Governments across many jurisdictions have released pandemic health restrictions, including the wearing of masks. And, many companies, are also making plans for a return to the office. However, leaders should not expect an immediate return to the same old workstations, ping-pong tables and water coolers. Case in point, when a CEO of an organization said recently, that there would a “a strong incentive” to demote employees who chose not return to the office, the backlash was swift.
Employees across every industry has cited concerns about safety, including a reduction in their productivity with having to commute again, among others. The best way to the handle the return to the office is through engagement between companies and their employees. And, while, there will be employees clamouring to return to the office others, will be seeking a slow return and/or hybrid approach. Business leaders, therefore, would be wise to consult with their employees and not use the hammer to force them back to the office. There is a reason why the ‘great resignation’ took several companies by surprise, and — why so many employees feel differently about the future of work, compared to some business leaders.
In her blog for the online publication Talent Culture, Business Needs vs. Employee Needs: Finding the Happy Medium Dawn Mitchell, lays out some advice that employers can use to achieve their goals of a return to the office for employees. It reads, in part:
Listening to Employees
“Work-from-home employees are not shy about their preferences and pain points around remote work. Coworkers commonly talk amongst themselves about how much they like not having to dress in full business attire or commute. They also expressed frustrations around digital communications and how, since they’re online, the workday can stretch beyond regular hours.
Before putting forth a return-to-office plan, businesses must listen to what employees truly want. To avoid turnover, some employers plan to skip a return-to-office life altogether, especially since a lack of remote work options is a deal-breaker for many employees and may send them searching for a job elsewhere. Many employees have already made that step, citing lack of remote work options as the main reason for seeking other opportunities. Notably, according to a survey by ResumeBuilder, 15% of workers are planning to leave their jobs before December.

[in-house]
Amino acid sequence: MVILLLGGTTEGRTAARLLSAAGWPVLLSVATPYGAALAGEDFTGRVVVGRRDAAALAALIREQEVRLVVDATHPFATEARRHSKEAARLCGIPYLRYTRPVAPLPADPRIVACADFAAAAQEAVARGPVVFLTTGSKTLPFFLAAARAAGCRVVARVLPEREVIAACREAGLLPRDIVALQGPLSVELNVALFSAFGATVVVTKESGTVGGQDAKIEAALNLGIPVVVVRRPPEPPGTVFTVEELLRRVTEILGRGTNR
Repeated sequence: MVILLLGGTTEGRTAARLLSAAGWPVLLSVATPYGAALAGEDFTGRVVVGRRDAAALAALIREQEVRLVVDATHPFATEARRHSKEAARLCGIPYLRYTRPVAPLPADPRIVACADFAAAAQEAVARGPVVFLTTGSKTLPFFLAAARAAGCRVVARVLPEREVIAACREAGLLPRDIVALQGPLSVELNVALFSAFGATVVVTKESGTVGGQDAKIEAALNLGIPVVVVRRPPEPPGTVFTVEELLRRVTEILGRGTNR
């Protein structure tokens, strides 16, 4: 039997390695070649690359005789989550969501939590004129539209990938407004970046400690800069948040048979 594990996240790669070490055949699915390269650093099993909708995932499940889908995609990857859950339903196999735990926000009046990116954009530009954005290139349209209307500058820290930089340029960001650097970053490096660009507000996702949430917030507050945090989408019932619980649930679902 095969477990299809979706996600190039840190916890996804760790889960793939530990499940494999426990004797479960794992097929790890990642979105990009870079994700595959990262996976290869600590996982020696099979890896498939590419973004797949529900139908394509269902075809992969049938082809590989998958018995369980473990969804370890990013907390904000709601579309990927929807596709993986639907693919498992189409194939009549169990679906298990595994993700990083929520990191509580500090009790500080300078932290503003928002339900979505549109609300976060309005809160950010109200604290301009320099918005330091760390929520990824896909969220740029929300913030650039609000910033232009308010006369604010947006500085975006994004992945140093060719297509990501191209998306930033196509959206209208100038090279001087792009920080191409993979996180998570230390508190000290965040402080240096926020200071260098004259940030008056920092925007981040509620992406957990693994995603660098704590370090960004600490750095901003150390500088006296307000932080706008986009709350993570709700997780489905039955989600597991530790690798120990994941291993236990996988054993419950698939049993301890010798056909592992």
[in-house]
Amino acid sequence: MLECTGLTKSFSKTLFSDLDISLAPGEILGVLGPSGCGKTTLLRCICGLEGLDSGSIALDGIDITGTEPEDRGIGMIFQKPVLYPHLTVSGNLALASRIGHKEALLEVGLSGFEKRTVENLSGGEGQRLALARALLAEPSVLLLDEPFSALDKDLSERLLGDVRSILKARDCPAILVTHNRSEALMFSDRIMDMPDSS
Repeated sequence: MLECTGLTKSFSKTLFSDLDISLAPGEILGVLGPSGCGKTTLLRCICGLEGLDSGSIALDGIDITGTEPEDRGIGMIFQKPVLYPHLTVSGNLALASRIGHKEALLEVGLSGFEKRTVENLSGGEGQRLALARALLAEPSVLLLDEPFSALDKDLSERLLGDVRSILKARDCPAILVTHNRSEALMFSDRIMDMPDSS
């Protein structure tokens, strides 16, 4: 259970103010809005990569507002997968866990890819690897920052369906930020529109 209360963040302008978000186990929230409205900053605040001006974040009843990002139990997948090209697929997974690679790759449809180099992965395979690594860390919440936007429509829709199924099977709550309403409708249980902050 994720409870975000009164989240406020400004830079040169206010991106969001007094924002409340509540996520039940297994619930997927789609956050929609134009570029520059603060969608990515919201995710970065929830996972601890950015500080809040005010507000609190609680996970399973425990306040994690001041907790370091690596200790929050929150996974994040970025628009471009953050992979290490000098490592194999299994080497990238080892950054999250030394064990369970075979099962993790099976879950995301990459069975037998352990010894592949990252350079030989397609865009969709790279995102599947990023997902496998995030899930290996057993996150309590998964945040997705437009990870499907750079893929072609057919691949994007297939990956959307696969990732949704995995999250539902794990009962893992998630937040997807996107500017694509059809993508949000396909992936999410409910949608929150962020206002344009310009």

Balancing Employee Needs With Business Needs
While keeping employee needs top of mind is essential, HR professionals must also evaluate how best to serve the company. If remote work begins to negatively impact employee and company performance, that can’t be ignored. Conversely, if an organization consistently meets KPIs, is growing, and employees are engaged, there’s no need to return to the office five days a week.
Instead of assuming performances and company operations will improve in an office setting, HR teams should strive to find balance. There’s no need for extremes. Companies don’t need to decide to keep operations fully remote or shift them entirely back to the office.
Looking to the Future
Before implementing a return-to-office plan, HR teams must equally weigh the needs of the business against those of their employees. Therefore, it may be tempting to develop this kind of plan quickly. However, HR teams must take time to listen to employees and measure their needs alongside business goals. This will create a happier and more effective workplace for everyone”.
Bottomline: Creating a plan to return to the office is not that hard. Where it can go awry is when leaders decide to not engage their employees in the plan. And, a return to the office plan should not imply that remote or hybrid workers don’t do real work. If you infuse, your plan with thoughtfulness and a commitment to minimizing inequities., you are likely to get buy-in from most, if not all of your employees.
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